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Colombia: Political prisoner Miguel Beltran absolved of all charges

EI is delighted to report that Dr. Miguel Angel Beltran has been released from a Colombian prison after being absolved of the charges of ‘rebellion’ and ‘criminal conspiracy for terrorist purposes’.

Dr Beltran was imprisoned in May 2009 after being arbitrarily detained and deported from Mexico, where he was carrying out post-doctoral research at the UNAM University in Mexico City.

The Colombian authorities claim that Dr Beltran is a key member of the FARC guerrilla group; supposedly responsible for writing ‘ideological material and articles' for the guerrillas. The evidence was based on supposed information from the notorious ‘FARC computers’ allegedly seized in the Colombian army’s raid on a FARC camp in Ecuador in 2008.

In the final trial hearing on 3 June, Dr. Beltran told the Judge, “I am an academic, not a terrorist”, stating that the case was politically motivated and was part of a systematic attack on intellectuals, in which academics critical of the regime were accused of being guerrillas. He also highlighted cases of imprisonment and even of assassination of critical academics.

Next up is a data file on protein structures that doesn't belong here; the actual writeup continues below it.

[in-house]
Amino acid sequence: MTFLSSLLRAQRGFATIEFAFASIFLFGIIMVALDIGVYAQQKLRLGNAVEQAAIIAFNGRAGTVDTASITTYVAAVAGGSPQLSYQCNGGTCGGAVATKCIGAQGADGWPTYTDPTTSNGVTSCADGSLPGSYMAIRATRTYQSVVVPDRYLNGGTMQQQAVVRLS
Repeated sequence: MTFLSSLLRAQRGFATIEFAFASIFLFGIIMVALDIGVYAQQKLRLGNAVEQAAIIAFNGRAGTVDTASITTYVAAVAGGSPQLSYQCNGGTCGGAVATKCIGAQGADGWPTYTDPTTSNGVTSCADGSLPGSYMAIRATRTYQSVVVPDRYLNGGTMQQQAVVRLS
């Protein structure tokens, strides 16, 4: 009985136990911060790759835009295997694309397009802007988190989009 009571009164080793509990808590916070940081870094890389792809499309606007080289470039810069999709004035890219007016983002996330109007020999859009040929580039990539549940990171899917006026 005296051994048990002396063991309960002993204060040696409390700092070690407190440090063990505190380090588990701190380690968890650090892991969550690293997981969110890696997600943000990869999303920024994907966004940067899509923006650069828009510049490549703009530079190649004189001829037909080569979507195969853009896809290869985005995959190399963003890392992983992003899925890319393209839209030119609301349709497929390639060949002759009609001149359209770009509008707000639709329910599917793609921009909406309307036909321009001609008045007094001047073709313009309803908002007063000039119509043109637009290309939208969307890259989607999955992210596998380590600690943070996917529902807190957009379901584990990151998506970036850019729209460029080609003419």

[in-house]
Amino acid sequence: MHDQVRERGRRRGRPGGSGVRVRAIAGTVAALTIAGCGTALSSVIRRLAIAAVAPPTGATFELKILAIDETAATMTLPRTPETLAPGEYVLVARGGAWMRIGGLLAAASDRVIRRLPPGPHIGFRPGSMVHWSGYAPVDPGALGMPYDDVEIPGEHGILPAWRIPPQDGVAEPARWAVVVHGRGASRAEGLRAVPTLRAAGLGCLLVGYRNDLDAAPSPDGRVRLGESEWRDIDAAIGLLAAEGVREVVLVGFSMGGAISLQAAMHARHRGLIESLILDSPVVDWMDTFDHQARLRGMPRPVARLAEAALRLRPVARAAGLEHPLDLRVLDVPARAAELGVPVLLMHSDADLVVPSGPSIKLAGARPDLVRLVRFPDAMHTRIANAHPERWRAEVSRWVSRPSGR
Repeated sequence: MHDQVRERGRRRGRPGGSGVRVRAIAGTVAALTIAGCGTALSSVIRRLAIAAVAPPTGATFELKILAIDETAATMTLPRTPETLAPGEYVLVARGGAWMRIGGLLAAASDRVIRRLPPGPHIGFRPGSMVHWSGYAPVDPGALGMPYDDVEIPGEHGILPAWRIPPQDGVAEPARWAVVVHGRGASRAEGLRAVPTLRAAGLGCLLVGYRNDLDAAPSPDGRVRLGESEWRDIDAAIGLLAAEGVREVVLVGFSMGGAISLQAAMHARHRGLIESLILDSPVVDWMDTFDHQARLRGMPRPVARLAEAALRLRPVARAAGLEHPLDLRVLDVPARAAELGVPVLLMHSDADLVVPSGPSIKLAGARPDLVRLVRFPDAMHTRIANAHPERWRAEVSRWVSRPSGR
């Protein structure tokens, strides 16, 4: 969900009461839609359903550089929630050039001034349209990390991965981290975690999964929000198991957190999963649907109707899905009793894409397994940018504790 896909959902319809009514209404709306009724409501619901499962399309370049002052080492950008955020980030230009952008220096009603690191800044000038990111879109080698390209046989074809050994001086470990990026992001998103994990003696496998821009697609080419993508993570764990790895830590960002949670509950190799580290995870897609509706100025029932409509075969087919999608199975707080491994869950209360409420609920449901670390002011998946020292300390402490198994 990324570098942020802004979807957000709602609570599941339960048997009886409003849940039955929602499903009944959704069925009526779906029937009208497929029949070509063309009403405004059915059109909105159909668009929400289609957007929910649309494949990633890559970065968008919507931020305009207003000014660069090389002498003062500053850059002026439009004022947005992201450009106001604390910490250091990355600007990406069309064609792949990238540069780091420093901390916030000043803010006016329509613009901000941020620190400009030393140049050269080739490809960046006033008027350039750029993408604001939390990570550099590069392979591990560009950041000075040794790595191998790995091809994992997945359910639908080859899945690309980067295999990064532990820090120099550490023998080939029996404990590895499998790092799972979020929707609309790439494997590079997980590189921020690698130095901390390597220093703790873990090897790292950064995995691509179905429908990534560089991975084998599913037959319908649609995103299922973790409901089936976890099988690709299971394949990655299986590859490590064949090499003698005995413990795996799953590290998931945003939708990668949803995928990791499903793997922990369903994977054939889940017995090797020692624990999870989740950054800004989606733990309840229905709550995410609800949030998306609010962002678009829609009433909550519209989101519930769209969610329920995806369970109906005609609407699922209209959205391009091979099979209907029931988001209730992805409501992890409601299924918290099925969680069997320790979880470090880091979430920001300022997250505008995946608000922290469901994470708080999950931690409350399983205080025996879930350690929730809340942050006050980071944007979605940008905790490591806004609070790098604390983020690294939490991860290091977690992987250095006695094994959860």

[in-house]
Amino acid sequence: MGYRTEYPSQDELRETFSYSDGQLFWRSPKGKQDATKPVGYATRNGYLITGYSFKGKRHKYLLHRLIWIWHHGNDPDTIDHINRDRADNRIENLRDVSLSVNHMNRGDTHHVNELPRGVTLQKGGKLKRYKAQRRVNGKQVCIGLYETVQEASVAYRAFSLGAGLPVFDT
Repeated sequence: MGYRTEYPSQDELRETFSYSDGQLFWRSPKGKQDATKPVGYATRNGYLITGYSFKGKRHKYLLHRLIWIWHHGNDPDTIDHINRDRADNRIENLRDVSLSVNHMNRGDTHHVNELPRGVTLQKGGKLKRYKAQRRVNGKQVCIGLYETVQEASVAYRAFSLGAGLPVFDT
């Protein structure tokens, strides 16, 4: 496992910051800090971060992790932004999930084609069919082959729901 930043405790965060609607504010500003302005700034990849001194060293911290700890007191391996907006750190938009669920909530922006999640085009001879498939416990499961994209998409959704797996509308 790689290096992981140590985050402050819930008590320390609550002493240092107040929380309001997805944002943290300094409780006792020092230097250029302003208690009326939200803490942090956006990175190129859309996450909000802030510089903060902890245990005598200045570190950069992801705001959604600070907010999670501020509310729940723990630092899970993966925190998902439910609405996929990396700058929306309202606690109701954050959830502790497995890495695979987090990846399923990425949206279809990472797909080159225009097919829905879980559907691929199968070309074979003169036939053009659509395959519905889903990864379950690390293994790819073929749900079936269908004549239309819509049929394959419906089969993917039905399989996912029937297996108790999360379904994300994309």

The decision to release Dr. Beltran on 7 June came days after the Colombian Supreme Court declared, in a separate case against former Congressman Wilson Borja, that evidence from the computers allegedly belonging to murdered FARC Commander Raul Reyes did not fulfil legal pre-requisites and were therefore illegal.

The imprisonment of Dr. Beltran had caused an international scandal in the global academic community, with thousands of EI members and academics protesting against his on-going detention.

EI and its British affiliate the University and Colleges Union (UCU) campaigned for Dr. Beltran’s release. UCU General Secretary, Sally Hunt, said: 'We are delighted that Dr. Beltran has been absolved of all charges. This vindicates the efforts UCU members have put in alongside Justice for Colombia, and teacher trade unionists around the world. We hope that it will be a significant step forward in the on-going battle for human rights in Colombia.'

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